Quite predictably, there has been much debate about the prospects for war between China and the US. Some argue that the dense trade, investment, finance and people-to-people relations between the two countries mean that war between the two countries would be too costly for both sides. But similarly close relations did not stop Germany and Britain from going to war a century ago. Another line of argument is that today China is so militarily inferior to the US, and so dependent on US markets and technology that it would not contemplate conflict with the US. But if China’s Communist Party were faced with an existential threat, such as over Taiwan or in the future even the South China Sea, it may fight for its life.

Looking ahead, the balance of power between the Chinese and American militaries will narrow quickly over the coming decades, and the US military will likely remain more thinly spread across the globe, while China’s remains concentrated in East Asia. For his part, Xi Jinping has argued “There is no such thing as the so-called Thucydides Trap in the world. But should major countries time and again make the mistakes of strategic miscalculation, they might create such traps for themselves.”

A new deal for China and the US?

At the beginning of the Trump presidency, there was a general perception in the US that while the two countries are more interdependent, their relations are also more contentious, and are now in a “precarious state”. But the arrival of the new administration also provides an excellent opportunity to recalibrate the relationship. In this regard, there are several broad currents in Trump’s thinking that could determine the fate of future US/China relations and the possibility of them falling into a Thucydides Trap -- America-First machismo, isolationism, national security, anti-terrorism, and fair trade.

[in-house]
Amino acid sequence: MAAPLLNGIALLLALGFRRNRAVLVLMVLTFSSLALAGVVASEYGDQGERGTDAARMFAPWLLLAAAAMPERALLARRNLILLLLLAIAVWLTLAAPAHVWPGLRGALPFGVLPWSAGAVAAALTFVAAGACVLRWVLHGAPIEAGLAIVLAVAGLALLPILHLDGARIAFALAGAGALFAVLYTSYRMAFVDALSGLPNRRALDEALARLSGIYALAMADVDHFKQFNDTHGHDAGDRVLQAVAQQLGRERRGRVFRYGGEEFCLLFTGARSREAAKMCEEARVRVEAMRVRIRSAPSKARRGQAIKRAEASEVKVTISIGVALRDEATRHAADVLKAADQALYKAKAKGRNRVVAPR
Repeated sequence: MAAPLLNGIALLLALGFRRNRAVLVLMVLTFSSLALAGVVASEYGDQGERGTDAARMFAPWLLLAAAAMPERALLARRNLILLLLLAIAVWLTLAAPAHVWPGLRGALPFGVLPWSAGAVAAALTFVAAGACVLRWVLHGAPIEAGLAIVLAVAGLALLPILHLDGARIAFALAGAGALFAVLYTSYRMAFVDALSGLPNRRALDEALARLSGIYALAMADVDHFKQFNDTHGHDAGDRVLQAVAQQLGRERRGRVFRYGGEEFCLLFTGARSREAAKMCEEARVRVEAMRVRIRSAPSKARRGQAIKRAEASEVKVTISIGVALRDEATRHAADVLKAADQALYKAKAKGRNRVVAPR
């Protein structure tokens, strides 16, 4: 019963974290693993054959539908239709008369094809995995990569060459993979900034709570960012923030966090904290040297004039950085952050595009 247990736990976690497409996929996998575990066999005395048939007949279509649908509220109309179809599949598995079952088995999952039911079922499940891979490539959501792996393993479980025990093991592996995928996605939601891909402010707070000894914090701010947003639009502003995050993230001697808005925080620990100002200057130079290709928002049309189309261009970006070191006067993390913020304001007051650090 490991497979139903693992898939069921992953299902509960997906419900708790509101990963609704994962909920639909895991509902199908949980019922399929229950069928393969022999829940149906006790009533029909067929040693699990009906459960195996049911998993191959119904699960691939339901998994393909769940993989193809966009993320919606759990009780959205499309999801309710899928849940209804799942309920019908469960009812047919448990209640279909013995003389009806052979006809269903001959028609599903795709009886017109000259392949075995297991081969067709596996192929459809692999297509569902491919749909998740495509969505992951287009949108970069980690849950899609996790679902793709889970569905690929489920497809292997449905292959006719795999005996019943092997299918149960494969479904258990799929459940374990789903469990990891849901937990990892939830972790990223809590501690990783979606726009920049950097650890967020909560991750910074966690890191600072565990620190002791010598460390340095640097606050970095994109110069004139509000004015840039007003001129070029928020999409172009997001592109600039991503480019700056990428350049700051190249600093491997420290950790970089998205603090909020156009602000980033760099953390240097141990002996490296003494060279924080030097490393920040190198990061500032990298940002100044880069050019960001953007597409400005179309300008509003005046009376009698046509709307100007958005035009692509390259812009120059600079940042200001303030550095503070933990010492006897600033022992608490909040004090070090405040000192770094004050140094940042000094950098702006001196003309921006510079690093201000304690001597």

Trump’s “Make America Great Again” machismo could push him into insisting that the US will play an even greater role as the indispensable strategic power in Asia. This could lead him into aggressive and conflictual postures regarding the South China Sea, Taiwan, Hong Kong and the US Alliances with Japan and Korea.

But Trump could also be pulled in the opposite direction by his isolationist tendencies, by which he believes that the US has been spending too much money on other countries’ defense. He could ultimately judge that the islands, islets, reefs and rocks of the South China Sea, and also the rocky Senkaku/Diaoyu Islands disputed by China and Japan, are not worth worrying about. After all, China’s occupation of the South China Sea is basically a fait accompli, China is buying off most of the other complainant countries, and these islands are an awfully long way from the US. If Trump were to contemplate a “grand deal” with China, it could agreeing to China’s occupation of the South China Sea, and pushing them leave Senkaku/Diaoyu Islands with Japan.